The Brundtland Report defines sustainable development as development which meets the needs of the present without compromising the ability of future generations to meet their own needs. Sustainable development requires considering jointly the consequences of individual or collective actions and private or public decisions, according to at least three dimensions: the social (justice, intra and intergenerational equity), economic (efficiency) and environmental (protection, preservation, conservation) dimensions. In addition, sustainable development requires the implementation of a governance principle. This refers to concerted decision-making processes among the various stakeholders potentially impacted by the decisions, notably through a participatory approach.
A “strong” vision of sustainable development pertains to environmental management that strictly respects ecosystems’ resilience and the renewal thresholds of natural resources. On the contrary, a “weak” vision of sustainable development is based on the acceptance of a compensation principle (losses of natural capital can be compensated monetarily or technically). This favours technical progress and technological innovations as solutions to the ecological crisis. Finally, some people reject the notion of sustainable development, considering that it is a way for the dominant actors of the capitalist system to translate ecological issues into acceptable formulations, by depriving them of their meaning.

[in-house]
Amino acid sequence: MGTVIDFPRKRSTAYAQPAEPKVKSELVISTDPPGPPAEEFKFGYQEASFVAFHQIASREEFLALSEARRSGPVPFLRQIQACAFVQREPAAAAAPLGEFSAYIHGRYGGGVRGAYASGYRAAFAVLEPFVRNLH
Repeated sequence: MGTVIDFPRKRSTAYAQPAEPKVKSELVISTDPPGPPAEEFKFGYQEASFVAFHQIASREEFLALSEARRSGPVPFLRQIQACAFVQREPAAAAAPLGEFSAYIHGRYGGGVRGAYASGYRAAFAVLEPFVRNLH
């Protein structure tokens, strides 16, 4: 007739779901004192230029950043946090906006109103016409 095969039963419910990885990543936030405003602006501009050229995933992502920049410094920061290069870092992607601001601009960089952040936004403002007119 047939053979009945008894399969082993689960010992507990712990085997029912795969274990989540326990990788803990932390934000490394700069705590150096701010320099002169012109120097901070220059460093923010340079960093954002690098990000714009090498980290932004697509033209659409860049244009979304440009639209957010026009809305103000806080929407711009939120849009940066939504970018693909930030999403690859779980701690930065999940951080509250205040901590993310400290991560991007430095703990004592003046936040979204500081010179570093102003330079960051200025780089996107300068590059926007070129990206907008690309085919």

Sustainable agriculture can fit into any one of these visions of sustainable development. By mobilizing the functionalities and ecosystem services in agroecosystems, agro-ecological practices are part of a strong vision of sustainable development. Thus, agroecology entails not only considering the social and environmental impacts of agricultural practices but also relying on the cultural and social resources of territories and integrating the functioning of ecosystems into the production processes. In this respect, agroecology is a goal, but also a path or a trajectory.
Neumayer, E. 1999. Weak Versus Strong Sustainability: Exploring the Limits of Two Opposing Paradigms. Cheltenham and Northampton (Édition, 2003), Edward Elgar Publishing.
Norgaard, R. B. 1988. Sustainable development: a co-evolutionary view. Futures 20(6), pp 606-620.
World Commission on Environment and Development (WCED). 1987. Our Common Future. Oxford, Oxford University Press. 383 p.